(2) the date of the receipt of actual notice served under section 104A(d)(2)(B), whichever occurs first.

            [/i]

            in addition with music the consumer is specifically exempted from infringement for making non-commercial copies.

            [i]? 1008. Prohibition on certain infringement actions

            No action may be brought under this title alleging infringement of copyright based on the manufacture, importation, or distribution of a digital audio recording device, a digital audio recording medium, an analog recording device, or an analog recording medium, or based on the noncommercial use by a consumer of such a device or medium for making digital musical recordings or analog musical recordings.[/i]

            there is also the preemption issue with TOSes, which is why they use the term deliver, instead of distribute electronically by making a copy, and place on portable device instead of copy to portable device.

            [i]? 301. Preemption with respect to other laws2

            (a) On and after January 1, 1978, all legal or equitable rights that are equivalent to any of the exclusive rights within the general scope of copyright as specified by section 106 in works of authorship that are fixed in a tangible medium of expression and come within the subject matter of copyright as specified by sections 102 and 103, whether created before or after that date and whether published or unpublished, are governed exclusively by this title. Thereafter, no person is entitled to any such right or equivalent right in any such work under the common law or statutes of any State.[/i]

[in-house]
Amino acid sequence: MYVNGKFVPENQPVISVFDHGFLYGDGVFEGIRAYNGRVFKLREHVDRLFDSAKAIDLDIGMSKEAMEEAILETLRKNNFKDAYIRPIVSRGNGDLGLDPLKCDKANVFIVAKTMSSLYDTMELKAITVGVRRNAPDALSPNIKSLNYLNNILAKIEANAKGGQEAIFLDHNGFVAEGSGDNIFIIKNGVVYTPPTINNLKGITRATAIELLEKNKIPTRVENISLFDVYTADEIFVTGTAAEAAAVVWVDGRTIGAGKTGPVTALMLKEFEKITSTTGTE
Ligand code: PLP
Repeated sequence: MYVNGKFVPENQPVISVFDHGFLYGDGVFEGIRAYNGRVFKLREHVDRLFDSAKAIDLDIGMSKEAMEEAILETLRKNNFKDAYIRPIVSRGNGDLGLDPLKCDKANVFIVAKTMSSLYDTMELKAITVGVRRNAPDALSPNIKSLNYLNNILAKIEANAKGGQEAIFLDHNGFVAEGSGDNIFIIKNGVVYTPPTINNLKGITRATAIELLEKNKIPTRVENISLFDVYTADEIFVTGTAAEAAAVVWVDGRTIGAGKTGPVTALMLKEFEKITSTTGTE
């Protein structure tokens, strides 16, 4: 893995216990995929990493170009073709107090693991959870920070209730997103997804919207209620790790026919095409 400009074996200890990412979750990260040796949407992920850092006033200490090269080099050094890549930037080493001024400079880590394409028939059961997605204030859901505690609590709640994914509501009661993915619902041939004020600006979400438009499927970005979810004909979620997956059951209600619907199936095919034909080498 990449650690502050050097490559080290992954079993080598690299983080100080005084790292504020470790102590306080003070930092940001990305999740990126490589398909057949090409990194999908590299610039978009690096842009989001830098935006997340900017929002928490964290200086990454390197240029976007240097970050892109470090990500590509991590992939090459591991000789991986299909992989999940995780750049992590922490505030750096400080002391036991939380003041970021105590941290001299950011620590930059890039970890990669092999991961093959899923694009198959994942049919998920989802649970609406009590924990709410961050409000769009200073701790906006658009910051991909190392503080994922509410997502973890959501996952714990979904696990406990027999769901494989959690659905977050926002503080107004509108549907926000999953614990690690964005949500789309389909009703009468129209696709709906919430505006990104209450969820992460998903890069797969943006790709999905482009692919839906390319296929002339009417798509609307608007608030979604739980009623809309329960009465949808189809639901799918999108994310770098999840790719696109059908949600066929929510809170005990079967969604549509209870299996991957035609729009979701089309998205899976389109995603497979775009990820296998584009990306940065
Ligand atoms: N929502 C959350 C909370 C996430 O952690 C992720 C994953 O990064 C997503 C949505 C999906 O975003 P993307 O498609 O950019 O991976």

The TOS or as you call it license(I call it an unconscionable contract of adhesion)grants you absolutely nothing because they all include clauses at the end that allow the seller to modify, including take away allowing you to play your copy, unilaterally and without further agreement from you for any reason/no reason at all.